Google Slides, RevealJS and Back
As always, my talks start in written form. I follow Barry Jay’s Three-Drafts Model:
- The first draft is to ensure everything is true. The audience is myself.
- The second draft is to ensure clarity.
- The third draft is to write with the final audience in mind.
After the talk is in done in its written form, I start on the slides.
Manually writing slides using markdown seems like a good idea until you have to do it. I was working on the slides using RevealJS on the flight to Singapore. It wasn’t too long that I decided to give up due to sheer tediousness and reverted to Google Slides*Enabling offline editing was a lifesaver!.
Murrinpatha As An Introduction
In a very early version of the talk, I presented only Murrinpatha as an example. It was the reason why the talk was titled “Man Bits Dog”. This is due to the fact that in Murrinpatha, “man bites dog” and “dog bites man” (and in fact “bites dog man”, “bites man dog” “dog man bite” and “man dog bite”) may mean the same thing. The original talk was to point out the inherent biases in LLMs.
Unfortunately the group of friends I had presented this to all had linguistics as their educational background, so they were more hung up on the fact that Murrinpatha had free word order. Perhaps one of the more pertinent questions were “how did they [the Murrinpatha people] think?”. Needless to say, any discussions of LLMs and the inherent biases thereof ended up being undiscussed.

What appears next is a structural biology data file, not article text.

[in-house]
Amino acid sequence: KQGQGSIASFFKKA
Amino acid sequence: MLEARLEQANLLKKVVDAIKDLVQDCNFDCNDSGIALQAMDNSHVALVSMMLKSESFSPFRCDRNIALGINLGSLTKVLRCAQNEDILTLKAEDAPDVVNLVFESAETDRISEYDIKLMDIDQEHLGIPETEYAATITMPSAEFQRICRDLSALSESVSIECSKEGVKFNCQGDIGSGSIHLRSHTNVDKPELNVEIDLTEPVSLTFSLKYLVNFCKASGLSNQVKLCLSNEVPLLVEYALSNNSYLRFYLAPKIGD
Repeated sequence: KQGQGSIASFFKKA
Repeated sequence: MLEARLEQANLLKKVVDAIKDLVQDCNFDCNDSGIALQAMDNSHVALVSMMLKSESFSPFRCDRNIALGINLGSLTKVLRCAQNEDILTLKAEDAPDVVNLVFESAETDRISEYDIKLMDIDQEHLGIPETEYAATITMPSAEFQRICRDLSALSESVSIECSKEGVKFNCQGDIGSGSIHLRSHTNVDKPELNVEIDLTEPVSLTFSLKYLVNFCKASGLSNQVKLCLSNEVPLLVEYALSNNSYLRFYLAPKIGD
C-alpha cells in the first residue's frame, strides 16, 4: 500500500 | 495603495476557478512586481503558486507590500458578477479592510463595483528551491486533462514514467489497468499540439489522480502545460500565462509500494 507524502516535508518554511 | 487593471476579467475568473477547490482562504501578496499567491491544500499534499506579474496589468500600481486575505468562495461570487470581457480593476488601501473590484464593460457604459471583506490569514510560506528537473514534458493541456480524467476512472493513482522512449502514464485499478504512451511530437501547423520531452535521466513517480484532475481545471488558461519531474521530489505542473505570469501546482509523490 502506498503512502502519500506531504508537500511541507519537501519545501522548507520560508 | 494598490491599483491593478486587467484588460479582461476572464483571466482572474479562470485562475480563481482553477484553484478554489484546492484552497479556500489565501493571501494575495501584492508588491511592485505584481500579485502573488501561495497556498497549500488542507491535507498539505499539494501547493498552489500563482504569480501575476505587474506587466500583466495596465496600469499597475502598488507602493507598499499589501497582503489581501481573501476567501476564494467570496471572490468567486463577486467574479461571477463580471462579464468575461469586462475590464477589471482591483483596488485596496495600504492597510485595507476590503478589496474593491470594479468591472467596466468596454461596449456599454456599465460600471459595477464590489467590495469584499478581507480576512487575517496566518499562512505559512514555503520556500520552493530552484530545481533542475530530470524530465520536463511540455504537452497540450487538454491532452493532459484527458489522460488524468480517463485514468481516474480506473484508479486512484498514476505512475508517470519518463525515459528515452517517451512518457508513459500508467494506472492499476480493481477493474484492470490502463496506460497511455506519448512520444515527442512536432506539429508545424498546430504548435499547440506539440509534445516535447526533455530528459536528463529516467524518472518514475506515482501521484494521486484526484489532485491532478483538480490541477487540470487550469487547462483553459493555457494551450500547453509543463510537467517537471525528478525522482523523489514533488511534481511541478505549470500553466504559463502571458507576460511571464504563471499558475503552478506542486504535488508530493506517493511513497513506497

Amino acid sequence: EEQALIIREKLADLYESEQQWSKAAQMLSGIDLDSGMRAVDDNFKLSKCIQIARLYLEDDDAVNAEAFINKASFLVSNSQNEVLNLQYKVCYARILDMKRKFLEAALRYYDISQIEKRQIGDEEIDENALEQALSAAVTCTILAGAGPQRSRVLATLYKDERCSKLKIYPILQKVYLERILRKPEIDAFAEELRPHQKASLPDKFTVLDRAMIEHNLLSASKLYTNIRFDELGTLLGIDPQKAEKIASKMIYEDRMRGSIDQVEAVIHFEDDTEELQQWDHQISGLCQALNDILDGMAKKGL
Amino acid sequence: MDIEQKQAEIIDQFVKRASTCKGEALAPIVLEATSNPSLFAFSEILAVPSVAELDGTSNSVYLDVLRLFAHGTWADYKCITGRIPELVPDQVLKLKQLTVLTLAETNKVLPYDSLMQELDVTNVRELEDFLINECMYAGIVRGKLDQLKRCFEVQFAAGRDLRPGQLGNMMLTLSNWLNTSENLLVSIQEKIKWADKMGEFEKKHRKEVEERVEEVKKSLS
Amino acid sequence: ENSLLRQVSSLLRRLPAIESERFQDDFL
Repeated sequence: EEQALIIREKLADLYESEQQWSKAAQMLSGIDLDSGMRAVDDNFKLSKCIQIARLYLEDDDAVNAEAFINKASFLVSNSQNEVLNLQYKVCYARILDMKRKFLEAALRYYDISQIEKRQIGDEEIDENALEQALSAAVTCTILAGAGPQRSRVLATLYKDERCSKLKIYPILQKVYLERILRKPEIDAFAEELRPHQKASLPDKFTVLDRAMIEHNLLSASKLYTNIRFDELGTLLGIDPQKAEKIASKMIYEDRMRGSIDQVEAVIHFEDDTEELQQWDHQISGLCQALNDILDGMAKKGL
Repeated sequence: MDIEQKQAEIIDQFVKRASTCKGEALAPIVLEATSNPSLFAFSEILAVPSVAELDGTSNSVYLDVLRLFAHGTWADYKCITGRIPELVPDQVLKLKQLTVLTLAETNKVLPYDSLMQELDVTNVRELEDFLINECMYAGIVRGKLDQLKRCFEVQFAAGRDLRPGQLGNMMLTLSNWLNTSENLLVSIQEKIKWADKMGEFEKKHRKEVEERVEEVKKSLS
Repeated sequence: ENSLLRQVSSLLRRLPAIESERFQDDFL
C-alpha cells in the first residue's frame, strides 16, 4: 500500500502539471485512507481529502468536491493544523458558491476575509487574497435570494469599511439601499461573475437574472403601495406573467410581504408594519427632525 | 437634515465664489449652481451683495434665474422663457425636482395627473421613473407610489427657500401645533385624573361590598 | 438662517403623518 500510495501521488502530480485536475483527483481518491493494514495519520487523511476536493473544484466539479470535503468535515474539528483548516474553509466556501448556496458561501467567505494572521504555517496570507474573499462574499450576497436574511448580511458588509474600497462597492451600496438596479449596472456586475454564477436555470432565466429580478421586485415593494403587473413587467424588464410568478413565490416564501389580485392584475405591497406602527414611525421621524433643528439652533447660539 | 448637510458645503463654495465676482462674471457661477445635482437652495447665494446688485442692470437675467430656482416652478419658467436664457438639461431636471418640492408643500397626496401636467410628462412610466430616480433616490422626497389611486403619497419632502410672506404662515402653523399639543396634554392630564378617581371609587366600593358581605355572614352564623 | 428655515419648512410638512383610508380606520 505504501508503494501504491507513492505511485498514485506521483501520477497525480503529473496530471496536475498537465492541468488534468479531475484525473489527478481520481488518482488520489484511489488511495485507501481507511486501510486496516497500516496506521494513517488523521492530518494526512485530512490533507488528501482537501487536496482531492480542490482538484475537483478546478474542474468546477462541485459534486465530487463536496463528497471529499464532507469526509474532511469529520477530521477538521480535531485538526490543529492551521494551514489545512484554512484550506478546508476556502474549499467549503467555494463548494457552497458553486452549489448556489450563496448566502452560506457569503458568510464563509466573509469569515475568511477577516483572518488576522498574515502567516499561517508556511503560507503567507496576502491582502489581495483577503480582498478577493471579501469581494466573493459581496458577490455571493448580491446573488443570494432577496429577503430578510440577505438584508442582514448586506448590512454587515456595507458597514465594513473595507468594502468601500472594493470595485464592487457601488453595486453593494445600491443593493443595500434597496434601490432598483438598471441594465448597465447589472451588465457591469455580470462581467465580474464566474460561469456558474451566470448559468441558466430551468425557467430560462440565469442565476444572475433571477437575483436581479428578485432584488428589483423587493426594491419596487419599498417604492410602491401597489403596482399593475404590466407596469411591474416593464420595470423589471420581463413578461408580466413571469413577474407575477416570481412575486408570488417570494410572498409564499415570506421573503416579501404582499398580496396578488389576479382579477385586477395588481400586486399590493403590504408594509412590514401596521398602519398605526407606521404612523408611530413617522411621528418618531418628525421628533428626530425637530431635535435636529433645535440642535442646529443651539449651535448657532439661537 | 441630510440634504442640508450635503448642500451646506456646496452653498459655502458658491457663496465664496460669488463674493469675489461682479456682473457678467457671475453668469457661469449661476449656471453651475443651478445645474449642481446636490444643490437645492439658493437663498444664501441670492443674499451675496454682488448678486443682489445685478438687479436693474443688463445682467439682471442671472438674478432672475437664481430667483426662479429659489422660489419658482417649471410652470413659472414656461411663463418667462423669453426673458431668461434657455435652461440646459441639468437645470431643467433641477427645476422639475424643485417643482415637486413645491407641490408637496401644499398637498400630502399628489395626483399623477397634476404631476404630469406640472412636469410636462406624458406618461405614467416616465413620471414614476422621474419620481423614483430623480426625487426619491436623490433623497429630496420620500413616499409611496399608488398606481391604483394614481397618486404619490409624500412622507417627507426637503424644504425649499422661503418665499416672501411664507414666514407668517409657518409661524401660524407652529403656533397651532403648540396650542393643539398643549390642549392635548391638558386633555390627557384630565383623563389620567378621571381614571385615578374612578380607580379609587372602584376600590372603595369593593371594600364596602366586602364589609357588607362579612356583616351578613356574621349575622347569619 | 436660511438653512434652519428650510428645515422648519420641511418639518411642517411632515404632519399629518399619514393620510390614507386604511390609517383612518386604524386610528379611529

From Murrinpatha to Steeleish
So, using Murrinpatha alone drew attention away from the LLM bits of the presentation. I had to use something else. The goal was to introduce the audience to
- What a language is.
- The difficulties of representing the grammar for natural languages.
- The variation found in natural language.
- The inductive biases that have to be introduced in a language model.
Like most people, I have in my head, a bunch of talks I always revisit. One of them is Guy Steele’s Growing A Language talk. When I was observing a child acquiring language one day, I was suddenly reminded of the talk and thought that it would be a great way to achieve all those goals.
I usually include fun Easter eggs into my talks. These are usually conference and location specific. These are the intentional Easter eggs I included into this talk:
The Title Slide
A fun fact is that the title slide that I ended up presenting was made a couple of hours before my talk. The original title was a plain black slide. As I was walking to the conference venue, I walked past a newsstand. There was a pile of newspapers tied up in a rafia string. The newspapers were The Straits Times. And that was the inspiration for the title slide. Another fun fact is that I had most of the layout of the newspaper memorized correctly, with the exception of the typeface for the title. Somehow I had remembered the newspaper title to be a Fraktur type typeface. It was only after the conference that I picked up a newspaper and noticed that The Straits Times used a modern serif typeface.